6. Vojtech Ruzicka – 27,300,000
7. Griffin Benger – 26,175,000
8. Jerry Wong – 10,175,000
9. Fernando Pons – 6,150,000
Pons would leave in ninth place after losing an all-in to Cliff Josephy. Jerry Wong would go out in eighth place after running jacks into the Queens of Vojtech Ruzicka, and Griffin Benger would leave in seventh after his A9ss couldn’t out-flop, turn or river Gordon Vayo’s pocket tens.
Kenny Hallaert left in sixth place when his AQcc ran into the AA of Qui Nguyen, and the remaining five players were sent back to their hotels to dream a little bit more about what they would do with $8m.
Upon their return, Ruzicka ran an unsuccessful bluff on Vayo, losing nearly all of his chips, before Nguyen silenced him completely one hand later. Michael Ruane was next to leave when he ran KQ into the AJ of Nguyen, and that left only three, another break, and only one more story left to tell.
The Climax And The Pay Off
Only three players returned for the final day.
Qui Nguyen – 197,600,000
Gordon Vayo – 89,000,000
Cliff Josephy – 50,000,000
It didn’t take long for fireworks.
Nguyen opened the action from the button; Josephy reacted with a three-bet, Nguyen four-bet; Josephy moved all-in, and Nguyen called. It was AQ for Josephy and A4 for Nguyen and the better hand held to hand Josephy a double up in the first hand.
Josephy’s joy quickly turned to agony, however, when he was the victim of a set-over-set hand against Gordon Vayo that saw the two-time WSOP bracelet winner reduced to 8 big blinds, and plant Vayo into the chip lead.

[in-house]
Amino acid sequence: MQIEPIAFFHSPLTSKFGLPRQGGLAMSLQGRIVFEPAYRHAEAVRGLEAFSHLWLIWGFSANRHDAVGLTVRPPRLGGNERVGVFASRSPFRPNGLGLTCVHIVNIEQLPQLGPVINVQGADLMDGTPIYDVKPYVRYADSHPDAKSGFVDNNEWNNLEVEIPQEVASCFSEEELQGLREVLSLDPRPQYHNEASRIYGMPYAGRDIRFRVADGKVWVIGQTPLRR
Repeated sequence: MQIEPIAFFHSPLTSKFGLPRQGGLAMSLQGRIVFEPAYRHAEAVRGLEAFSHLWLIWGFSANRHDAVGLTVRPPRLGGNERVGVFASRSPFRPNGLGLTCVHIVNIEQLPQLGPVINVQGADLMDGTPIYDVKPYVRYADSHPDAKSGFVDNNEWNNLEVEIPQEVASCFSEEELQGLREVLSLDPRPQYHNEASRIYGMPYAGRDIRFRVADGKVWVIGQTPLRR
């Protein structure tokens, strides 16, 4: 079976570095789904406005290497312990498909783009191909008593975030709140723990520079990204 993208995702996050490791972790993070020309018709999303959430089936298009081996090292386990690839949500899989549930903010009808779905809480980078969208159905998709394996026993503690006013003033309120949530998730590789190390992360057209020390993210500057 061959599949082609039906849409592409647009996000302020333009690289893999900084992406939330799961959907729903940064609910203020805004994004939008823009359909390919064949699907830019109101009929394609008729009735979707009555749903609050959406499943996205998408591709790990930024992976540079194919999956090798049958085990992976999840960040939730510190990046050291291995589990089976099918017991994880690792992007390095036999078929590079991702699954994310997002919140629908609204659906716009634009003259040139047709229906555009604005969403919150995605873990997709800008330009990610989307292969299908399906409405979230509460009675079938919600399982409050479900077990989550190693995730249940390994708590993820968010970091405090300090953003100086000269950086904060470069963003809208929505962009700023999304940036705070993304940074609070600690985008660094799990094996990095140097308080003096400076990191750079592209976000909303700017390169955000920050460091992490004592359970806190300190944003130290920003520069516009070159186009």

Josephy reacted well by doubling up twice through Nguyen, but it was Vayo who hammered the final nail into the coffin when his K6 defeated the Q3 of JohnnyBax to send him home in third.
Heads Up Chip Counts
Gordon Vayo: 200,300,000 (125 bb)
Qui Nguyen: 136,300,000 (85 bb)
It was an absorbing encounter of contrasting styles with the aggressive Nguyen squaring off against the patience of Vayo. Nguyen started the better and eventually took a slight chip lead in a hand that saw him gain two streets of value after flopping top two pairs.
Then Nguyen took a 2:1 chip lead when this happened:
Vayo opened to 4,000,000 on the button and Nguyen made the call. The flop was [Ac] [Ts] [9c] and Nguyen check-raised to 9,700,000, and Vayo called. The turn was the [Ks]; Nguyen bet 27,700,000 and Vayo called. The river was the [Kc] and Nguyen put Vayo all-in, and after close to 10-minutes in the tank, he folded his hand.
Nguyen continued to press until he had flattened the stack of Vayo to below 30bb. Then a lifeline for Vayo as he doubled up when his AJ overcome K9hh in an all-in and call confrontation.
Then Vayo raised to 8,500,000 on the button, moving all in for 53,000,000 from the big blind. Nguyen quickly called, and the crowd rose to their feet in anticipation of a flop. Nguyen flopped top pair, but Vayo topped a double gutshot straight draw. Vayo is one card away from a Main Event title, but Nguyen managed to drag the pot with a pair of kings and Vayo is eliminated in second place.
And with that the 2016 WSOP Main Event story reached its climax as Nguyen vanquished Vayo to claim the $8m in treasure.
Ok, so it wasn’t exactly a Stu Ungar moment that will be forever remembered in articles like this, fifty years from now, but it will be a story that at least nine players will be spinning from time to time.
Final Table Payouts
1. Qui Nguyen – $8,005,310
2. Gordon Vayo – $4,661,228
3. Cliff Josephy – $3,453,035
4. Michael Ruane – $2,576,003
5. Vojtech Ruzicka – $1,935,288
6. Kenny Hallaert – $1,464,258
7. Griffin Benger – $1,250,190
8. Jerry Wong – $1,100,076
9. Fernando Pons – $1,000,000